White Noise, White Silence: Who Gets to Be Loud in
Kelly Coyne on “the Sonic Color Line”
In August, a tweet from comedian Randy Rainbow resurfaced, sparking controversy: “Why is it OK to call it a ‘white noise’ machine, yet offensive to say that I bought it to drown out all the ‘black noise’ in my building?” At the end of June, a white woman was recorded shouting at her new neighbors for being noisy, calling them the n-word even though they were white. And in mid-June, in the midst of Black Lives Matter protests against police brutality, Donald Trump tweeted “THE SILENT MAJORITY IS STRONGER THAN EVER!!!” These instances are only a few in a long line of events this year that demonstrate an American myth that intertwines white dominance with silence.
Longstanding stereotypes that associate marginalized people with noise help uphold this myth. As Kate Wagner observes in an essay in The Atlantic, “The branding of racial and religious minorities as ‘loud’ is a common prejudicial trope.” And Kevin Quashie, an English professor, notes that Blackness, more specifically, “is often described as expressive, dramatic, or loud.” The Sonic Color Line: Race and the Cultural Politics of Listening by Jennifer Lynn Stoever, another literature professor, even goes so far as to explore how white Americans hear Blackness. She coined the phrase “the sonic color line” in order to describe a racialized process in which “certain bodies are expected to produce, desire, and live amongst particular sounds.”
The unexamined counterpart of this stereotype is the relationship between whiteness and silence. Breaking down the myth of white silence forces Americans to consider who has to explain themselves, and who has the right to remain silent.
Scholarship shows the history behind this myth. Critical race theorists like Toni Morrison and Richard Dyer critique the way whiteness is rendered neutral in Western culture. Nude-colored tights and concealer, for example, historically resemble white skin tones. Critical race theorists’ conception of white neutrality explains why it is often people of color American culture turns to when race is discussed: when whiteness is the norm against which all others are defined, white people do not have a race. Scholars of sound studies likewise challenge the common idea that silence is neutral. Michel Chion, for instance, argues that though silence is often associated with emptiness, it does not “actually come from the absence of noise.” In movies and TV shows, certain sounds—the ticking of a clock, for example—signify, and manufacture, silence.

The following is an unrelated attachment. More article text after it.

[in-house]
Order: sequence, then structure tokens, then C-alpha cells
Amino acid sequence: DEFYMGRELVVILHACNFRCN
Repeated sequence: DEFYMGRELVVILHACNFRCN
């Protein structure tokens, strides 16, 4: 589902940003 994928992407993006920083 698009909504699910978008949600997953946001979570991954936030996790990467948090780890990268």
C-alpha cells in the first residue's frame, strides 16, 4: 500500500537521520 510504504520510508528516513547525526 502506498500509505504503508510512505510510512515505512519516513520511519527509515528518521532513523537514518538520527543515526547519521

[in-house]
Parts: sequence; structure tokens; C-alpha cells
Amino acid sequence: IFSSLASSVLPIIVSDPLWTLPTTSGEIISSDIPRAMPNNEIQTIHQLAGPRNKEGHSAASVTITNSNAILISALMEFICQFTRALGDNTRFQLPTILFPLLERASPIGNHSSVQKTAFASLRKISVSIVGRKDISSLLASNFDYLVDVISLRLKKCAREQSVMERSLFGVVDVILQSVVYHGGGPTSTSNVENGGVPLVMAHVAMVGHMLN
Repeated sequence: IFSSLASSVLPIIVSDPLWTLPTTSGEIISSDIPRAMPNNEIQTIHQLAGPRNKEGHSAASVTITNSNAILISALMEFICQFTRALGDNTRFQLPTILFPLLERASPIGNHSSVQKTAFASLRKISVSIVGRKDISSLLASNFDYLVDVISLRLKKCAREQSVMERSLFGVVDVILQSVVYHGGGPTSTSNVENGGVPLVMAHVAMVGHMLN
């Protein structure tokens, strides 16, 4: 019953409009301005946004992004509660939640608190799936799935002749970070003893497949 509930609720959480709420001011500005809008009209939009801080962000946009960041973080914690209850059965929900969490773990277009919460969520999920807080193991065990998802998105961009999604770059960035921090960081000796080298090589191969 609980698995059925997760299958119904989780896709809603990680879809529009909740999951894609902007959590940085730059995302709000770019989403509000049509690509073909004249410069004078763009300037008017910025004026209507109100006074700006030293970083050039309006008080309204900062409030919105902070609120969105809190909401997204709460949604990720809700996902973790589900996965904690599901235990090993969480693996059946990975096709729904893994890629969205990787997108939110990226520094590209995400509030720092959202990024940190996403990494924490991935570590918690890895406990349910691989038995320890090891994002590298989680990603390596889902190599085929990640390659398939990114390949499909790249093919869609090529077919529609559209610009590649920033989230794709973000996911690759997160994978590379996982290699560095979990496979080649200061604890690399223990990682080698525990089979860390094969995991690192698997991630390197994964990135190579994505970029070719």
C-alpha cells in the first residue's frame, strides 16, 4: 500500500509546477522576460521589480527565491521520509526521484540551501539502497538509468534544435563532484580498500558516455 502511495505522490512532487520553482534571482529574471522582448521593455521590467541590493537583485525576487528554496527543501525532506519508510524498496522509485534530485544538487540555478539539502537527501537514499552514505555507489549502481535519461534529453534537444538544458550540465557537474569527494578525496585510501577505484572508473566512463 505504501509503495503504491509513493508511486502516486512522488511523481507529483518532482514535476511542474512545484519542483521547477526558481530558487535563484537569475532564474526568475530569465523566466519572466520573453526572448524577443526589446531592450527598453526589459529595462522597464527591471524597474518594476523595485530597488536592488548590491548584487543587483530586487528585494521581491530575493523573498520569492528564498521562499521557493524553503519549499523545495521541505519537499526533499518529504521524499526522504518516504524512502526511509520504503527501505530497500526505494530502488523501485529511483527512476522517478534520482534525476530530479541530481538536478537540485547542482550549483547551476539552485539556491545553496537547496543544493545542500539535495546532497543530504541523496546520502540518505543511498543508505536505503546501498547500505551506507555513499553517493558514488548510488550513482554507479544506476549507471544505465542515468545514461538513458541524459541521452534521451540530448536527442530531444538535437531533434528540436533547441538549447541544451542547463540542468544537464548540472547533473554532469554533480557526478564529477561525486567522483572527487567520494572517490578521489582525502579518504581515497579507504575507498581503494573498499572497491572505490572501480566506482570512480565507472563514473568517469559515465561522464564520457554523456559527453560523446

White silence dominates its surroundings. We see it in figures like “the strong silent type,” an archetype whose silence echoes his mastery of his environment. Indiana Jones is a strong silent type, as is James Bond. We also see it in appliances like Randy Rainbow’s white noise machine, a noise-maker whose purpose is to cancel out noise that is considered disruptive. Touchstones like these work together to naturalize white dominance, rather than show how American culture actively works to maintain it.
The white supremacy at the heart of the outgoing presidential administration has mobilized the mythology of white silence. And the myth pervades our culture from the highest office of the land to encounters on American streets.
On June 27th a video posted to the Internet showed a white woman calling her neighbors the n-word—even though these neighbors were white—while threatening to call the police on them for being noisy. In a Facebook post about the incident, Jessica Evans, the white woman who repeatedly used the slur, said that “Race wasn’t involved… Black people weren’t involved… Arabs weren’t involved.” The situation, in her words, was “just a white lady calling some meth heads the n word because they’ve kept me up EVERY night since they’ve moved in.”